Monday, April 30, 2012
As a mother, I am very aware of what kind of message I want to send to my kids about nutrition, exercise, and body image. My kids have been very quick to notice the changes I have been making and have been asking questions, further challenging me to make sure I give the right answers. I have to consider every thought and action carefully, because I want my influence to outweigh all of the messages they are getting from our culture.
As a teen, I became obsessed with being "thin" while dating a guy that was too quick to point out the features he found attractive in other girls when he didn't think I was paying attention. At my lowest, and I mean that physically and mentally, I was carrying only 108 lbs on my 5'8" body. All of the health problems this caused, none of them evident at 16, obviously make me want to ensure that my daughters don't fall into the trap of believing their worth is tied to their weight. However, I have two boys as well, and I know that it is just as important to teach them to respect girls and not get caught up in outward appearances. I want to make sure that my boys are never the ones causing any girl to question her self-worth!
So now, having (mostly) recovered from my unhealthy attitudes about my body and still carrying around some extra pounds after bringing my babies into this world, how do I pursue my goals without making weight and appearance too much of my focus?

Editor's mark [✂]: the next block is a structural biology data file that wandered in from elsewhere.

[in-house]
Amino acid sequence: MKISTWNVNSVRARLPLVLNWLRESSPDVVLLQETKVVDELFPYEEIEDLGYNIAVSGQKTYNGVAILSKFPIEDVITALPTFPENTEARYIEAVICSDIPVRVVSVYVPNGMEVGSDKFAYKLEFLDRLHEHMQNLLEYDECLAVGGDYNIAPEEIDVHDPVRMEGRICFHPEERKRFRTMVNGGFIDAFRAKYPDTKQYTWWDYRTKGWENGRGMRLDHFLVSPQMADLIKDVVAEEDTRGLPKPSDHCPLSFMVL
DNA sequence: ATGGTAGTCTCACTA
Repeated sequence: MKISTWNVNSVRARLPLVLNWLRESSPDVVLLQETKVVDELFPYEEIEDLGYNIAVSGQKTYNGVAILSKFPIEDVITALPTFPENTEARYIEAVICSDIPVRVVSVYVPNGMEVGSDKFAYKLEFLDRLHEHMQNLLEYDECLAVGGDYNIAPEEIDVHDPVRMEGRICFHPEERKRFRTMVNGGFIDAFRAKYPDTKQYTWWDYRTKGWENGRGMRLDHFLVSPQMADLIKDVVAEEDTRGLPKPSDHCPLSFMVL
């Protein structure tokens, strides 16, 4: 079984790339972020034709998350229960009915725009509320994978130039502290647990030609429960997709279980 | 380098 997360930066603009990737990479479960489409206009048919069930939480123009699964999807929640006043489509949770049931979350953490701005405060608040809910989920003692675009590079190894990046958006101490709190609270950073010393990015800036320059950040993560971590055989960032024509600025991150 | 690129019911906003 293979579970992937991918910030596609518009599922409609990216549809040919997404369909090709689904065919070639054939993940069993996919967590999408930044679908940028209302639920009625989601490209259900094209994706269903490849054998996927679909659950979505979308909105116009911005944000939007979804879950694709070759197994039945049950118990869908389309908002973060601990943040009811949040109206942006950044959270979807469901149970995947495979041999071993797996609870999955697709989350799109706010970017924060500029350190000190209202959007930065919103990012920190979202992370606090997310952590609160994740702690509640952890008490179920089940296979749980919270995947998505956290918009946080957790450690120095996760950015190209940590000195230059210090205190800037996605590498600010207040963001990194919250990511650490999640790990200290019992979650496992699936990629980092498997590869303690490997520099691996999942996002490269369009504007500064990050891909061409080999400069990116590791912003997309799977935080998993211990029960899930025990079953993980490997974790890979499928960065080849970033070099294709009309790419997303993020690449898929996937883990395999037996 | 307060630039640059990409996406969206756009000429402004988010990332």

A couple of weeks ago my oldest daughter, who is 10, asked me if I was on a diet because, as she explained, she had noticed that I have been keeping track of what I eat and buying different foods. I paused for a moment, and then answered truthfully - "no." Why is my 10-year-old thinking about diets, anyway? I told her that I am trying to eat better to stay healthy. She doesn't need to know that I am hoping to take off some pounds, because I don't want my little girl thinking that is what it is all about.
Today I was driving to the YMCA with my two youngest. When I was asked where we were going, I told them that they were going to play in the playroom at the Y. My two-year-old is all about asking "why?" which he did, prompting me to explain that Mommy wanted to exercise. Again he said "why?" Before I could answer, his three-year-old sister piped up and said "because she wants to be healthy!" At that moment I felt like I am doing something right!